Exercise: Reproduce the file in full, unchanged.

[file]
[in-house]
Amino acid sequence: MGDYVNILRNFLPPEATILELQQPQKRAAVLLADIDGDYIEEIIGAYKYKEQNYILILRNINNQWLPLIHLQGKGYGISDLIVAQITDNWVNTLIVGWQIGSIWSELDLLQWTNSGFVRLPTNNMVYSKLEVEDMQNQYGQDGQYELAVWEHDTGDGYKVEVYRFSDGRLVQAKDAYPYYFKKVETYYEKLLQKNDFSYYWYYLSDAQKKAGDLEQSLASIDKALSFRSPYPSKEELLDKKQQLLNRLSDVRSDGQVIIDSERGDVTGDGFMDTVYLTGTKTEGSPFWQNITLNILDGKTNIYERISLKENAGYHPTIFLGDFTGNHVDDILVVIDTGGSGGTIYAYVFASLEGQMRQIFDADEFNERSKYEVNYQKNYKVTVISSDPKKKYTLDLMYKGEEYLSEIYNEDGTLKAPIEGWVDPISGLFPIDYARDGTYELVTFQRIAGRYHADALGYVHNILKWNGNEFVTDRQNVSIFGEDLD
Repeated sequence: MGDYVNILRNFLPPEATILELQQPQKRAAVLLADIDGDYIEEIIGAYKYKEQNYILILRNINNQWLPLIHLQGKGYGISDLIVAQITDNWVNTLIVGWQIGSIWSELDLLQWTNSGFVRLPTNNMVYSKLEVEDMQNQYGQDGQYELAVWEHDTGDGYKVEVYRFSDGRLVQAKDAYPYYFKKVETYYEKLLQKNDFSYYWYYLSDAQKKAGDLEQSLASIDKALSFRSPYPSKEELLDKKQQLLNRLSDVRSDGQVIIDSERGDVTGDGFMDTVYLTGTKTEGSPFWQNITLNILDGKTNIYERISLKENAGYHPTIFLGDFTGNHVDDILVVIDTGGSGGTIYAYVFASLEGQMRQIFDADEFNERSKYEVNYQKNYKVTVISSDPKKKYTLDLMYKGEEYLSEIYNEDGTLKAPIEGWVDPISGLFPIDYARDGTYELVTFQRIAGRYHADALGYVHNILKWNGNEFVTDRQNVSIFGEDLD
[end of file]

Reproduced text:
[in-house]
Amino acid sequence: MGDYVNILRNFLPPEATILELQQPQKRAAVLLADIDGDYIEEIIGAYKYKEQNYILILRNINNQWLPLIHLQGKGYGISDLIVAQITDNWVNTLIVGWQIGSIWSELDLLQWTNSGFVRLPTNNMVYSKLEVEDMQNQYGQDGQYELAVWEHDTGDGYKVEVYRFSDGRLVQAKDAYPYYFKKVETYYEKLLQKNDFSYYWYYLSDAQKKAGDLEQSLASIDKALSFRSPYPSKEELLDKKQQLLNRLSDVRSDGQVIIDSERGDVTGDGFMDTVYLTGTKTEGSPFWQNITLNILDGKTNIYERISLKENAGYHPTIFLGDFTGNHVDDILVVIDTGGSGGTIYAYVFASLEGQMRQIFDADEFNERSKYEVNYQKNYKVTVISSDPKKKYTLDLMYKGEEYLSEIYNEDGTLKAPIEGWVDPISGLFPIDYARDGTYELVTFQRIAGRYHADALGYVHNILKWNGNEFVTDRQNVSIFGEDLD
Repeated sequence: MGDYVNILRNFLPPEATILELQQPQKRAAVLLADIDGDYIEEIIGAYKYKEQNYILILRNINNQWLPLIHLQGKGYGISDLIVAQITDNWVNTLIVGWQIGSIWSELDLLQWTNSGFVRLPTNNMVYSKLEVEDMQNQYGQDGQYELAVWEHDTGDGYKVEVYRFSDGRLVQAKDAYPYYFKKVETYYEKLLQKNDFSYYWYYLSDAQKKAGDLEQSLASIDKALSFRSPYPSKEELLDKKQQLLNRLSDVRSDGQVIIDSERGDVTGDGFMDTVYLTGTKTEGSPFWQNITLNILDGKTNIYERISLKENAGYHPTIFLGDFTGNHVDDILVVIDTGGSGGTIYAYVFASLEGQMRQIFDADEFNERSKYEVNYQKNYKVTVISSDPKKKYTLDLMYKGEEYLSEIYNEDGTLKAPIEGWVDPISGLFPIDYARDGTYELVTFQRIAGRYHADALGYVHNILKWNGNEFVTDRQNVSIFGEDLD